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Impressions: 5 Thoughts on Skate Canada 2017

Did anybody stay up to watch the Skate Canada broadcast on NBC Sports from 11:30 pm – 1 am on Sunday night/Monday morning?

No?

Perhaps because it was basically the middle of the night? Sigh.

Here are my five thoughts from Skate Canada 2017, starting with my tv schedule woes:

      1. I know most diehard fans are watching a live stream on IceNetwork, or following along on Twitter with the exceptional live-tweeting of Rocker Skating’s Jackie Wong. But I like catching the NBC broadcast of Grand Prix events on Sunday morning/early afternoon, and most casual skating viewers are going to watch at that time — rather than late at night. It is a bummer that a sport already struggling with the American audience is relegated to such a bad broadcast time. Get it in on Sunday before football starts, and I think you might have more viewers.
      2. Poor Anna Pogorilaya of Russia had another cringe-worthy performance, full of wild, body-crushing falls. It makes me wonder about how solid her technique is, that this keeps happening [it is at least the third time, with the 2017 Worlds long program and the short at 2015 NHK Trophy being two other noteworthy instances]. I’ve taken more than a few horrible, un-graceful falls in my day, but this is too much for someone at her level. The Skating Lesson even suggested that some of it may be dramatics, once she realizes that the program is going downhill. Whatever it is, it is harming her chances of getting one of the three Russian spots for the Olympic team. It’s too bad, because, in the short program at this event, it looked like she came out swinging and ready to make a comeback. She nailed a clean program, and I especially liked the steps into her triple loop:
      3. I am a HUGE fan of Kaitlin Hawayak and Jean-Luc Baker of the U.S. Their “Liebestraum” free dance is stunning, and I was thrilled that they kept the program for this year, after some sub-par outings at the end of last season. I also liked that they chose fun, popular music for the Latin short dance — I haven’t noticed too much current pop music among the top teams this year [except for the French dance team’s FAB short dance, of course]. That said, “Get Busy” by Sean Paul would not have been my choice.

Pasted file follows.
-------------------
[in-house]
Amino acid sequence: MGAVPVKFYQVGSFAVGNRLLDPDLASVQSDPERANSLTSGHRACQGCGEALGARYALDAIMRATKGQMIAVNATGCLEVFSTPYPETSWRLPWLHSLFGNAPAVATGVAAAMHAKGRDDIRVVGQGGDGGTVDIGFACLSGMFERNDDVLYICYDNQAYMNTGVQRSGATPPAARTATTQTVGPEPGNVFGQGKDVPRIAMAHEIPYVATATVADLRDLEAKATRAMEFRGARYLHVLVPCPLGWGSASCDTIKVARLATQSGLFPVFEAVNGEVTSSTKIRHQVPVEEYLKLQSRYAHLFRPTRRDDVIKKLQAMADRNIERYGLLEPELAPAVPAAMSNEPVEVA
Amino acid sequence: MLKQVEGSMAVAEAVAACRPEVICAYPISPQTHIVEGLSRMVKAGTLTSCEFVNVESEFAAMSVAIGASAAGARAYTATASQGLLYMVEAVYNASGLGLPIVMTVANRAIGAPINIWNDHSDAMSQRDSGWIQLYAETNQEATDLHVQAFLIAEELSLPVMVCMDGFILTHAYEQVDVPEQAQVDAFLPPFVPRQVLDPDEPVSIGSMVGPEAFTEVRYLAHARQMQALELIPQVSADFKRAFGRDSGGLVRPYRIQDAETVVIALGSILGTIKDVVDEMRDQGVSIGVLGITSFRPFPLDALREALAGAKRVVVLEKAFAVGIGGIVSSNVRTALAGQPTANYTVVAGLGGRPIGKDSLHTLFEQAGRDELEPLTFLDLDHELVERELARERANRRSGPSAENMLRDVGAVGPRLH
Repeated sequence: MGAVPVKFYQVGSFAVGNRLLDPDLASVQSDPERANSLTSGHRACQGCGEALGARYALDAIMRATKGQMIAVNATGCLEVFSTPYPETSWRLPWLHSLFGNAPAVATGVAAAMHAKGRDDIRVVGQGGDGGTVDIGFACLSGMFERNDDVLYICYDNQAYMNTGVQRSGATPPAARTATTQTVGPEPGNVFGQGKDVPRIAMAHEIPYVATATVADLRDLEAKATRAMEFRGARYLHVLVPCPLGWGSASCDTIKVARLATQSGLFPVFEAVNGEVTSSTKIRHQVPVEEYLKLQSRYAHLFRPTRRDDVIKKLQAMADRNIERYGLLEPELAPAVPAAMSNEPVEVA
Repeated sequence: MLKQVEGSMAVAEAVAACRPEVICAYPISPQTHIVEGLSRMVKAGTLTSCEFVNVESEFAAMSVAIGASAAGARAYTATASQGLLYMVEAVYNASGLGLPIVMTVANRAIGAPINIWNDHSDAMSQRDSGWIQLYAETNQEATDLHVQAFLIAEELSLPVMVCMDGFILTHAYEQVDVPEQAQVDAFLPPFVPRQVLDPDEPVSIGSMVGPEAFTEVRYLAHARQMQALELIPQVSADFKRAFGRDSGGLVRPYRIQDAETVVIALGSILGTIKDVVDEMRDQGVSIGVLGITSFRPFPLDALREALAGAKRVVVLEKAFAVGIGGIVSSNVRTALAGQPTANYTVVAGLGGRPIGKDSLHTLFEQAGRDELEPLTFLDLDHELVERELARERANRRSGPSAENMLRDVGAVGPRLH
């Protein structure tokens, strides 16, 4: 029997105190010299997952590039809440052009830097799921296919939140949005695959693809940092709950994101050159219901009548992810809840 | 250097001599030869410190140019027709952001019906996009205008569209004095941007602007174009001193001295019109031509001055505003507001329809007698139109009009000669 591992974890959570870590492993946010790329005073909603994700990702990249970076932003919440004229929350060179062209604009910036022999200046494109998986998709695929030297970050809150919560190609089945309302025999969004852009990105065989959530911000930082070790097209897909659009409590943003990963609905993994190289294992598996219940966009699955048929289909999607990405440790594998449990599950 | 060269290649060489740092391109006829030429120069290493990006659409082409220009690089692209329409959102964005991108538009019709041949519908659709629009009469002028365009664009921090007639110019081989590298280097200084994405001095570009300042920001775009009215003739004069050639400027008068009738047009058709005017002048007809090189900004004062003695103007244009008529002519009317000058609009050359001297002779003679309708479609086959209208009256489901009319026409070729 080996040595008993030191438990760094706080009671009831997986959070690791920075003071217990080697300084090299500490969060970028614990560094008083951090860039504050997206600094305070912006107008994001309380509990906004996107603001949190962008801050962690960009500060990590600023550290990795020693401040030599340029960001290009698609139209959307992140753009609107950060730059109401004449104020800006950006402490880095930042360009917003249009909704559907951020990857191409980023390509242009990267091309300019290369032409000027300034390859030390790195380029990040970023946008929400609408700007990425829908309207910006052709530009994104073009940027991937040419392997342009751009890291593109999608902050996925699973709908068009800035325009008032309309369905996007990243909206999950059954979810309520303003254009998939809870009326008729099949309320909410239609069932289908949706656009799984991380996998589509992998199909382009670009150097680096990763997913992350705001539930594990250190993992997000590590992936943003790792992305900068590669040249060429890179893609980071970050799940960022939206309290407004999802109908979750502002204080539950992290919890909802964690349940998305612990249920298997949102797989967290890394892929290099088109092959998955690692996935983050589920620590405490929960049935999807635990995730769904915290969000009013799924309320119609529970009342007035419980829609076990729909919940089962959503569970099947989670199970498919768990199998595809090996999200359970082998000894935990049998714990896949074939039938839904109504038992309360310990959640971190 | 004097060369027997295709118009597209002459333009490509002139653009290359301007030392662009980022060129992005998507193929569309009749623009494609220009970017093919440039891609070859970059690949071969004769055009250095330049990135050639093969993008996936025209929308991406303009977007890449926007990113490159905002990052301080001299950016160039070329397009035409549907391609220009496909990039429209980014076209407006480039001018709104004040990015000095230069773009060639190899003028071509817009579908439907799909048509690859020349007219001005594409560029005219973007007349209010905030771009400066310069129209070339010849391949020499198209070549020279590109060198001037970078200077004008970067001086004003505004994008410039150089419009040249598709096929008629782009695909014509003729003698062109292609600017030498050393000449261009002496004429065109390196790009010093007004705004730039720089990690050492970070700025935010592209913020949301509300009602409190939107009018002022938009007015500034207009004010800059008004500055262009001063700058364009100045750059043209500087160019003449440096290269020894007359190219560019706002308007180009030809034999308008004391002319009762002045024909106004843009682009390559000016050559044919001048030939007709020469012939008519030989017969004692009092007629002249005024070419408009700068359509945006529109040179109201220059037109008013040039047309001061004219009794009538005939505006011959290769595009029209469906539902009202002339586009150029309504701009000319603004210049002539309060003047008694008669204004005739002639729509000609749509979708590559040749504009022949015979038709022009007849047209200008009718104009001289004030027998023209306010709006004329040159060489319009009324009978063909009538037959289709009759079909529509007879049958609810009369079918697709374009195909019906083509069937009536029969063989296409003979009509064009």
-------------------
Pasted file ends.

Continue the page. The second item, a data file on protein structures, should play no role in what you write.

The lyrics are a little much for a competition program, and then when they slowed down the tempo for the pattern? I liked it even less. Which is hard because I like them so much — how cute was it that she told him “Good job!” so enthusiastically in the kiss and cry? I definitely prefer the free dance with them this year, because it so lyrical and heartfelt. This program, in addition to the iffy song choice, seemed a little bit like a Meryl Davis and Charlie White impression. I suppose if you’re going to imitate anyone, that’s a good choice. But this is what it reminded me of:
      4. Canada’s Tessa Virtue and Scott Moir grabbed another world record, despite a bobble in the free dance (that a lot of people apparently ignored, according to The Skating Protocol Instagram account). They look happy and relaxed, Tessa especially, when they are performing. They are unmatched in the seamless flow of their elements — there is no telegraphing that an element or pattern is coming up. It is all just pure skating. The short dance is fantastic (though I could do without the mouthing of the lyrics. Ashley Wagner did that in her short as well, and it’s just not my favorite when skaters do that. This isn’t Disney on Ice!). I’m not a huge fan of the free dance, only because Virtue and Moir are known for their originality, and “Moulin Rouge!” feels like it has been done so many times before. There was definite improvement since their first competition at Autumn Classic, so maybe I’ll be singing a different tune by the time the Olympics roll around.